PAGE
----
Did You Know Articles
Fewer Rugs, Higher Prices
As early as 2006, when he visited approximately 30 hand-weaving factories in Shandong Province, China, Job observed that many of these factories were already in the process of closing, because employment rates were rising so high that people could find better paying work elsewhere. Shandong Province has a population of over 95 million people according to 2010 Census Data.
The Impact of Recession & Market Changes on Hand-Knotted Rug Production & Export
This used to be a major weaving center in China where some of the absolute finest hand-knotted rugs were being made, including outstanding silk rugs. Now Chinese rug making centers on hand- tufted and other machine-facilitated rug types. As there is an increasing demand for lower priced rugs, China is loosening restrictions on the use of automation and machinery in factories – a restriction that once existed due to the availability of workers exceeding the availability of work.
The December 2012 issue of “Rug News and Design” provides the following statistics from the United States International Trade Administration:
In 2005, hand-tufted rugs were 23% of U.S. rug imports. By 2010, that percentage had risen to 41%. And, by 2011, 50% of U.S. rug imports were hand-tufted.
(Hand-tufted rugs are constructed by punching wool strands through cloth to create the desired design, which is then anchored with glue and covered by a fabric backing. A tufting gun is used to punch the wool through the fabric. Tufted rugs have gained popularity for both their trendy designs and their ability to replicate traditional designs at a lower price point, but tufted rugs are less durable than hand-knotted rugs, and their overall beauty and material quality are not comparable to well-made, hand-knotted rugs.)
Since the U.S. recession began in late 2008, labor has started to move away from making hand-knotted rugs in countries like India and Turkey, where older weavers have retired and those who might otherwise continue the art and skill of weaving have found jobs in other industries that provide better wages and more reliable employment. In order to keep the smaller number of willing weavers at their looms, wages have had to increase significantly. Increased wages in combination with higher material and fuel costs have resulted in a 25-35% increase in the wholesale price of hand-knotted rugs across-the-board. This means that it costs 25-35% more for the retailer to restock inventory today than it did just four or five years ago.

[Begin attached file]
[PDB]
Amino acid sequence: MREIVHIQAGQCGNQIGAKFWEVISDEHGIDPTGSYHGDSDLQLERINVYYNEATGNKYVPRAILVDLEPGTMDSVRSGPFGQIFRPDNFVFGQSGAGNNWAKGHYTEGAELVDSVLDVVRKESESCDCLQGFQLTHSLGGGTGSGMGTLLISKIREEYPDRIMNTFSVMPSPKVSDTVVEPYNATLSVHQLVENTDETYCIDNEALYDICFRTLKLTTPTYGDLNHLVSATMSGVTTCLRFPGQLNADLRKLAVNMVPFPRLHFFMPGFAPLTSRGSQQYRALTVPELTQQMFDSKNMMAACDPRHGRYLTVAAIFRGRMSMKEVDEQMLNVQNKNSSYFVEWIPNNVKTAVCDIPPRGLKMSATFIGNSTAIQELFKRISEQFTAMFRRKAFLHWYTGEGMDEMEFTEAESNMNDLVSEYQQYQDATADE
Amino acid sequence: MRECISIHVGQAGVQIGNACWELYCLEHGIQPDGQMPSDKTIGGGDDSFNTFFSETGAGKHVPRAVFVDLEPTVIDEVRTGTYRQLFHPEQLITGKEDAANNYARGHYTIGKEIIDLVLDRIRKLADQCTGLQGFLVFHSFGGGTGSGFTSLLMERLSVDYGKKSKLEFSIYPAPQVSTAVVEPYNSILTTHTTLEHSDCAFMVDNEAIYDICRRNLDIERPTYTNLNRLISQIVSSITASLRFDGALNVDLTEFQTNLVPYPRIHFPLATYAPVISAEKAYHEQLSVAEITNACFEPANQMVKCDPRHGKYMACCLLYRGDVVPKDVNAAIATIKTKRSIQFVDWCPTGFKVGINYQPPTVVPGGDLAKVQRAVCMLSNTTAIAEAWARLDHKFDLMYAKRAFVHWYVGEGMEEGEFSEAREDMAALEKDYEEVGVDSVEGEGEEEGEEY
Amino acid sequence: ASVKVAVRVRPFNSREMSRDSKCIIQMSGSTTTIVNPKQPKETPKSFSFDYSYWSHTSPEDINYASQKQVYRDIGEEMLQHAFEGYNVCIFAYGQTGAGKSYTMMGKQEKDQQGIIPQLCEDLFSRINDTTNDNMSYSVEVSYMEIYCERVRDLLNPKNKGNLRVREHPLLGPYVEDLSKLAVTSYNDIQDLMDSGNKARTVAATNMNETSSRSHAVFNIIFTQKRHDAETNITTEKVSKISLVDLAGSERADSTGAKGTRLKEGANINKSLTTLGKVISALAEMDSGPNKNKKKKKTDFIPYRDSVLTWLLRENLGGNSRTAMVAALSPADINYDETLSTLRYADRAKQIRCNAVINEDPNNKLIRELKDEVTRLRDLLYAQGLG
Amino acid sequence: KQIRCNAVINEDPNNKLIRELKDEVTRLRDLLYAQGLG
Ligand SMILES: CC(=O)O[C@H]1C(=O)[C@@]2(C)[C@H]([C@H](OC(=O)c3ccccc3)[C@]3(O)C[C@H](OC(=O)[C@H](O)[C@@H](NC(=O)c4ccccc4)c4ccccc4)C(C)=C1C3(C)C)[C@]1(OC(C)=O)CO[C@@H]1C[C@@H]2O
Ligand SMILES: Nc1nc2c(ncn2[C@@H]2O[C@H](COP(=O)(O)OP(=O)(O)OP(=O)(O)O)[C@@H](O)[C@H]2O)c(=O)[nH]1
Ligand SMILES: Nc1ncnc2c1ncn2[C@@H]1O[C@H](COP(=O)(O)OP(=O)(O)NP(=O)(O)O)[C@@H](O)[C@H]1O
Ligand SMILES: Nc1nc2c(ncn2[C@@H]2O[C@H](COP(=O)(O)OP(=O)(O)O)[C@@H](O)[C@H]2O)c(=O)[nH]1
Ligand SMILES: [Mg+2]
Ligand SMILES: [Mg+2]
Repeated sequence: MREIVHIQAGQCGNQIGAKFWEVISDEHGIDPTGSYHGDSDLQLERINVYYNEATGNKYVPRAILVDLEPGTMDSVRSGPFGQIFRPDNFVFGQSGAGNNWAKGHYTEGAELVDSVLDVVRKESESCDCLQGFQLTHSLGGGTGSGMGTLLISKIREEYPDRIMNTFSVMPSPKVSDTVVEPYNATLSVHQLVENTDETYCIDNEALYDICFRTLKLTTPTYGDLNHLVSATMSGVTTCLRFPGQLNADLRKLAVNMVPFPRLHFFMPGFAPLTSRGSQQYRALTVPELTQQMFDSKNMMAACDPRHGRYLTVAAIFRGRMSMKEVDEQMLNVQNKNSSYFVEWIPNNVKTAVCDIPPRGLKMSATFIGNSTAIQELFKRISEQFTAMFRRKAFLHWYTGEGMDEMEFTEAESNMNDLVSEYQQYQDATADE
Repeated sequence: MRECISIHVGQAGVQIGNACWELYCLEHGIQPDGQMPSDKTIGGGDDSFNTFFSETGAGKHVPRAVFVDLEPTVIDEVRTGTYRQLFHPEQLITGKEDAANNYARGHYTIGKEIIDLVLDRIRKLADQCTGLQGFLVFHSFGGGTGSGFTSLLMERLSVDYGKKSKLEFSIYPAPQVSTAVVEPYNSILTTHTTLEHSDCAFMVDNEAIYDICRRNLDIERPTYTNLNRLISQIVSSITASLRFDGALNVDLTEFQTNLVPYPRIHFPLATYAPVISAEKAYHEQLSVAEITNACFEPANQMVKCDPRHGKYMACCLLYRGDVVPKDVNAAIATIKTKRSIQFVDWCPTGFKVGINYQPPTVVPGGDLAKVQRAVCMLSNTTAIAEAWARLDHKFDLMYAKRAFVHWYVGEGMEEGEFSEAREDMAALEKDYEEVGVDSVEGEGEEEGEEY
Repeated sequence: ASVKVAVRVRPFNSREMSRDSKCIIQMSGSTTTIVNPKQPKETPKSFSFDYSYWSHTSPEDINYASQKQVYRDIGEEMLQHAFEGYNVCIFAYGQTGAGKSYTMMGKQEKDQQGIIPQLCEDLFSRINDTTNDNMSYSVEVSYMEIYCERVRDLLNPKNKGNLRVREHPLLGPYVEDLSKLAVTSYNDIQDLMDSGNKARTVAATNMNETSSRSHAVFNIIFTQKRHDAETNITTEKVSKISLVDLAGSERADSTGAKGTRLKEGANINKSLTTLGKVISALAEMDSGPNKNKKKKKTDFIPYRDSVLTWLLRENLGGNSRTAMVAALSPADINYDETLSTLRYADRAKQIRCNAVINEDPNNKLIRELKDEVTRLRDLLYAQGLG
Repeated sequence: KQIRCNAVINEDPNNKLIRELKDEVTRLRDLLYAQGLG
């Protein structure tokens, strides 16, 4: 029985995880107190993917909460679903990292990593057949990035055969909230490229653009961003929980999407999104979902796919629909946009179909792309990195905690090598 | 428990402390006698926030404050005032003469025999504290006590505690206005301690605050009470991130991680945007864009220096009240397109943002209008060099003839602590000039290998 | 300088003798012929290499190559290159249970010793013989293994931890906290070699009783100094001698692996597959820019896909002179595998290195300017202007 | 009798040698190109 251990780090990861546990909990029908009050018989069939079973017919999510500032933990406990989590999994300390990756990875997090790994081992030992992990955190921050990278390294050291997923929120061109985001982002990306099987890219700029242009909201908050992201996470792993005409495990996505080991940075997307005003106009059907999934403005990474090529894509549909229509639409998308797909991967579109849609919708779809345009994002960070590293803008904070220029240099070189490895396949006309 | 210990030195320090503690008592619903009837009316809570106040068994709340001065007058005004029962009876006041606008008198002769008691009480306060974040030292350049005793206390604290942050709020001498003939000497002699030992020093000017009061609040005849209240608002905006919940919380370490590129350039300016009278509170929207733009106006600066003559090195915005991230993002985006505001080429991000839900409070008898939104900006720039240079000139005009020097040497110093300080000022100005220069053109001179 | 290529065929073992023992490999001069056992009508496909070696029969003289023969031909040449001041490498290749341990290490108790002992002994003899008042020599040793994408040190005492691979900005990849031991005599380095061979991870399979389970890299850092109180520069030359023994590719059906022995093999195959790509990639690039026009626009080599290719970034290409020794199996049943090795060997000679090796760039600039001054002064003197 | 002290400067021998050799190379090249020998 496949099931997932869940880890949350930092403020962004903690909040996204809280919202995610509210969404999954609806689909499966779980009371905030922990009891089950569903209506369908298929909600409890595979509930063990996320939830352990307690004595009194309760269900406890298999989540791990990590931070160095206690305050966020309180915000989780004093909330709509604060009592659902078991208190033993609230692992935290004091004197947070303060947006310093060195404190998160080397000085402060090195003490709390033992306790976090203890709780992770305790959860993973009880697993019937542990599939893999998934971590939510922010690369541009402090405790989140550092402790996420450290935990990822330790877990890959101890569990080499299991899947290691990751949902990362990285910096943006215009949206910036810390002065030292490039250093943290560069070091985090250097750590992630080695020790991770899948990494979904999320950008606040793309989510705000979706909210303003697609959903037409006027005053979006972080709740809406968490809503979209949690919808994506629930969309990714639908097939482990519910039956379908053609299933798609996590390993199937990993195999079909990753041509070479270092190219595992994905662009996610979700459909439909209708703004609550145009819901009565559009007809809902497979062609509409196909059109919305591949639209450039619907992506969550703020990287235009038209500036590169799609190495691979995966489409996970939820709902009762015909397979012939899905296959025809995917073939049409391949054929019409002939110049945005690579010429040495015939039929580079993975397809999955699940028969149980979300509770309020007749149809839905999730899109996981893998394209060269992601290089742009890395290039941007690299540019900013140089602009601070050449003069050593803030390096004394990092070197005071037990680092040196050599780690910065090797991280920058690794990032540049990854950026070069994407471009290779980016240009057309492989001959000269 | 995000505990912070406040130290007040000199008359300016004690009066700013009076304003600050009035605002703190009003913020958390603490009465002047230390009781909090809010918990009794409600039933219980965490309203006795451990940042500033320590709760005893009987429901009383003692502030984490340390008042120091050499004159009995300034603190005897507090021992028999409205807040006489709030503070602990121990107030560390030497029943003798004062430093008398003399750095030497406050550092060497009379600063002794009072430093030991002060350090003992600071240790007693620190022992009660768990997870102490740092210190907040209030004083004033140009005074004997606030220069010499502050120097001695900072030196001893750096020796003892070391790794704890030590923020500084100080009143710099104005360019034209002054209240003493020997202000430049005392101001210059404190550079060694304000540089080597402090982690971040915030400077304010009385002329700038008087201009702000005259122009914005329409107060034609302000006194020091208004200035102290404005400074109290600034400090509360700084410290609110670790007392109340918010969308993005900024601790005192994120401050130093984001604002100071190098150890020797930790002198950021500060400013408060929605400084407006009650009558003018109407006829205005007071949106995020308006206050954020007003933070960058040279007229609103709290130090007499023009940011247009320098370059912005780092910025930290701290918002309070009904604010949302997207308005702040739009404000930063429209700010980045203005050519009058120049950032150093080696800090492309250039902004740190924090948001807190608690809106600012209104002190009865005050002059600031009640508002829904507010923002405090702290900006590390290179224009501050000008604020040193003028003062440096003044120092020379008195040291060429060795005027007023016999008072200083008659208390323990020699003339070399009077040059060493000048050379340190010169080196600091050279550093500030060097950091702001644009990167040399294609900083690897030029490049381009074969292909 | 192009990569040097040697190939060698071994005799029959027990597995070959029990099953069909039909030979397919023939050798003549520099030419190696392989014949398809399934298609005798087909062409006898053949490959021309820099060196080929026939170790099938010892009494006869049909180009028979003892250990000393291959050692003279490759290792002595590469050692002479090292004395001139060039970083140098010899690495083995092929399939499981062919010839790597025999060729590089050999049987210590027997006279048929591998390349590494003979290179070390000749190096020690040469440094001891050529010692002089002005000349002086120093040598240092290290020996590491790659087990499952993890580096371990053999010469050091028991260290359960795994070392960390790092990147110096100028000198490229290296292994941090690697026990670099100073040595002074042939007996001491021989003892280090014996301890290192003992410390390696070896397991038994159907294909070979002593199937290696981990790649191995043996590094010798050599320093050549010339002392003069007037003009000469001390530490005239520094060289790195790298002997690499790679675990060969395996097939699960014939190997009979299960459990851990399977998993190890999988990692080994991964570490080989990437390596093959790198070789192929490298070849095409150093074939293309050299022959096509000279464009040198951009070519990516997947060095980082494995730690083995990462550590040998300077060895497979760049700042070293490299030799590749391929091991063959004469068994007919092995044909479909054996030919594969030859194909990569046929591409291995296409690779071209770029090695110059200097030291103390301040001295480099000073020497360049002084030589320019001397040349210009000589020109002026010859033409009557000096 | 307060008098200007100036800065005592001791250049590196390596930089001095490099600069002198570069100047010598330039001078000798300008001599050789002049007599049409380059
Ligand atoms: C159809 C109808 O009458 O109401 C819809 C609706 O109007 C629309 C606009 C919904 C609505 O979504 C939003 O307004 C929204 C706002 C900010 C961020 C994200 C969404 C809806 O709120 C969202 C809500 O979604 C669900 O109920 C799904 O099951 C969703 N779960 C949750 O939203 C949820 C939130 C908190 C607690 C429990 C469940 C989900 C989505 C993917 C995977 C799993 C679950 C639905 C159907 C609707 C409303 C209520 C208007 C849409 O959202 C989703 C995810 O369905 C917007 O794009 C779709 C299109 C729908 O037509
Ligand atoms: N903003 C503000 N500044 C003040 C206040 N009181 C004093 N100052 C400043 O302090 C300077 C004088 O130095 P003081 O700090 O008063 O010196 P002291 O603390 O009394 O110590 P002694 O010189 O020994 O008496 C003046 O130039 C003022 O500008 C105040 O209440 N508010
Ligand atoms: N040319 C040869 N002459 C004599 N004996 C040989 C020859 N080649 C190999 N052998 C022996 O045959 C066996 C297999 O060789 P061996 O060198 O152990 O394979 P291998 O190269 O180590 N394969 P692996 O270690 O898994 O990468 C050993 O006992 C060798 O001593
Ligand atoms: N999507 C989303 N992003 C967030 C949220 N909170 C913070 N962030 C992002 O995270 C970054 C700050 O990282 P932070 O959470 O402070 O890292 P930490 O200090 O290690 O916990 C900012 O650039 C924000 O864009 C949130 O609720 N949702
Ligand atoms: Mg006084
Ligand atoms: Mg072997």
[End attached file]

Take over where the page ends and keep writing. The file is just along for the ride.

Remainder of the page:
Following the U.S. recession and the global economic downturn, when the reduced demand for hand-knotted rugs was followed by increasing material and fuel costs, according to data from the United States International Trade Administration, the volume of hand-knotted rugs being shipped to the U.S. hit its low point in 2009 and has only modestly increased in years since. So, not only has the price of these rugs increased, but the supply of new rugs has decreased as well.
According to the December 2012 issue of “Rug News and Design,” publishing data compiled by Rob Leahy who serves as a Subject Matter Expert for the U.S. Department of Commerce and also works with the interagency Afghanistan Investment and Reconstruction Task Force, the four largest exporting countries for hand-knotted rugs have experienced a decline for the following reasons:
- India – Decline primarily due to global economic downturn. Still biggest shipper of these rugs and slowly recovering.